Doximity, a networking platform for healthcare professionals, has entered into an agreement to acquire on-call physician scheduling and messaging app Amion.
According to a filing with the Securities and Exchange Commission, the deal will set Doximity back $53.5 million in cash at the time of closing, plus an earnout consideration of up to $24 million subject to performance.
The company will also give around $5 million worth of restricted stock units to some employees joining Doximity. The deal is expected to close in early April.
“We’re excited to partner with founder Stuart Karon and the Amion team to expand our physician cloud platform,” Jeff Tangney, CEO cofounder of Doximity, said in a statement. “Scheduling enhances our collaboration suite and will grow engagement across all our businesses.”
WHY IT MATTERS
In a call with investors, Tangney noted the deal was largely a product acquisition for them, but Amion also included a valuable subscription business. Doximity said Amion manages more than 200,000 physician schedules at thousands of hospitals.
Knowing who’s on call is also important to physician workflow, and the capability will add to Doximity’s suite of tools.
“Strategically, Amion adds a key piece to our physician cloud by integrating scheduling alongside our secure messaging, CVs, referrals and telehealth tools,” Tangney said.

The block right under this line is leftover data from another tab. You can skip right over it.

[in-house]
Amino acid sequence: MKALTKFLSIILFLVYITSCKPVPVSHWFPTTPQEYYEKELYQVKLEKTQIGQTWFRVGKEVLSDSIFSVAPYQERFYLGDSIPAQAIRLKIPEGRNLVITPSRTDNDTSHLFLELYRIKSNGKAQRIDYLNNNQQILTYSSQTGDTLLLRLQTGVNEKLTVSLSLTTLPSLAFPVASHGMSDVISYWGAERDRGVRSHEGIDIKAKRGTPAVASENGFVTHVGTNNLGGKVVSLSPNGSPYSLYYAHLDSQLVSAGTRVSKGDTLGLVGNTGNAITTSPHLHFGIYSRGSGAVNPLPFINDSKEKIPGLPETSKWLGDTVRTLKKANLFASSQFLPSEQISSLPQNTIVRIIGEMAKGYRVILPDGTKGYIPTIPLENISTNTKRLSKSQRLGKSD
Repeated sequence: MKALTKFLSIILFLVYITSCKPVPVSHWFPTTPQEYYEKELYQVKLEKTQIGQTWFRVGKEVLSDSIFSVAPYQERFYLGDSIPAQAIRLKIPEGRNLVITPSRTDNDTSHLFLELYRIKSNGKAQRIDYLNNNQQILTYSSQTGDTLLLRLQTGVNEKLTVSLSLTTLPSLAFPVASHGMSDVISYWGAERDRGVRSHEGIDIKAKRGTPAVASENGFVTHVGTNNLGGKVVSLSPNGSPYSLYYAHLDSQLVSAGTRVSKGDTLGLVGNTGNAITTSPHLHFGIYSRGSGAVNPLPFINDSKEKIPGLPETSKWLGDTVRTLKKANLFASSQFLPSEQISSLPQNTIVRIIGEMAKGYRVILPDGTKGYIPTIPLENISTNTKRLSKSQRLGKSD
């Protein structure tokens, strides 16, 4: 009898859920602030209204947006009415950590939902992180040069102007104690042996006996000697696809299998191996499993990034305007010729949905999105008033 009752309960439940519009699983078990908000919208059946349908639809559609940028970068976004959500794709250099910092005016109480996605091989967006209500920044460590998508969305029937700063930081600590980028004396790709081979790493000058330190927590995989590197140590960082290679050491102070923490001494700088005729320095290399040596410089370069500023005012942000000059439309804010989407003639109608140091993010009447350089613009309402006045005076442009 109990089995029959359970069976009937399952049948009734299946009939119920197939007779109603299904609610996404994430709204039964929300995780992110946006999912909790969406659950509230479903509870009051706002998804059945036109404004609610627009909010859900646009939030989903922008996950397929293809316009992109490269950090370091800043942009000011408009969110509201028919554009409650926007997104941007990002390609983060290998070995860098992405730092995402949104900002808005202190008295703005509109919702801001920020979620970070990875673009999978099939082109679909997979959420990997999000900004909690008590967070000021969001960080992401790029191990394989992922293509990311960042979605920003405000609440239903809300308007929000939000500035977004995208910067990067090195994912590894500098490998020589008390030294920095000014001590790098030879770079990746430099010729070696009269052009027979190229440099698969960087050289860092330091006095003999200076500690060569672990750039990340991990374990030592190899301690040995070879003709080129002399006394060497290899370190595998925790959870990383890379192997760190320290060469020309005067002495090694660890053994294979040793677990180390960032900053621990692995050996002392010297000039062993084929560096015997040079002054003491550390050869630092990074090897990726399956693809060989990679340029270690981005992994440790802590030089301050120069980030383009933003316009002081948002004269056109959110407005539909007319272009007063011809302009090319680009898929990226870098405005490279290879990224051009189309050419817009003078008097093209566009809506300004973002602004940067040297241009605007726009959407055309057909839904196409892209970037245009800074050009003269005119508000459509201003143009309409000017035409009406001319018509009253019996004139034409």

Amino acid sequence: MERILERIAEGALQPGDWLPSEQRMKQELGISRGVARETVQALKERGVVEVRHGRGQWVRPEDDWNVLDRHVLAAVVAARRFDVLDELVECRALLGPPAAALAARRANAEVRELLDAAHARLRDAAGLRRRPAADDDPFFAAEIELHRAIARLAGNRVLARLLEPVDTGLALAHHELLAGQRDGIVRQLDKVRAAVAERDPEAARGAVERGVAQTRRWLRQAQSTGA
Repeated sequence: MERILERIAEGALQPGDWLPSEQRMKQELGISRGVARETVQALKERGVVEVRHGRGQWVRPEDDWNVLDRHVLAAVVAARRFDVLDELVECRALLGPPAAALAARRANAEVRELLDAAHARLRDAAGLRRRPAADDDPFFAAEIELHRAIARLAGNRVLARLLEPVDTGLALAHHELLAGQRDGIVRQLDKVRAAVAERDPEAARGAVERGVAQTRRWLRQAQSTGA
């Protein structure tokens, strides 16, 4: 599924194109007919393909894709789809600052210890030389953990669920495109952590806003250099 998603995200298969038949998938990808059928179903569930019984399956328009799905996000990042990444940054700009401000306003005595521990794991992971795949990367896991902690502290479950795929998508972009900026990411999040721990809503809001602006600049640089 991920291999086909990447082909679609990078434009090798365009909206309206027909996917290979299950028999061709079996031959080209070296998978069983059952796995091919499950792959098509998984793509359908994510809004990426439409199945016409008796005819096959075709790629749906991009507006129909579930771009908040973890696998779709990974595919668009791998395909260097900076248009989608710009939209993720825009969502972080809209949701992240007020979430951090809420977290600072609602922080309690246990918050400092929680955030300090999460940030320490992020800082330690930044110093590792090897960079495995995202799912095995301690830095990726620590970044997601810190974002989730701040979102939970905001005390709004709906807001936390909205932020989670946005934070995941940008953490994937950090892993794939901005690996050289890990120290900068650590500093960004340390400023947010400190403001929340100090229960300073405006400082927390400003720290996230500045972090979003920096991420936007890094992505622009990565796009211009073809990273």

THE LARGER TREND
Doximity also announced its financial results for its third quarter ended December 31, 2021. The networking company recorded revenue of $97.9 million, compared with $58.7 in the same period last year.
Doximity reported adjusted earnings before interest, taxes, depreciation and amortization (EBITDA) of $47 million, a 119% increase year-over-year from $21.5 million.
The company went public last year, valued at nearly $7 billion, when the company debuted in late June and its shares opened more than 58% above their offer price. In April, Doximity added telehealth features to its offering.
The Amion deal isn’t the company’s first acquisition either. In 2020, Doximity purchased THMED, a healthcare-staffing firm. It was rebranded as Curative and focuses on “personalized search” to connect employers and healthcare workers.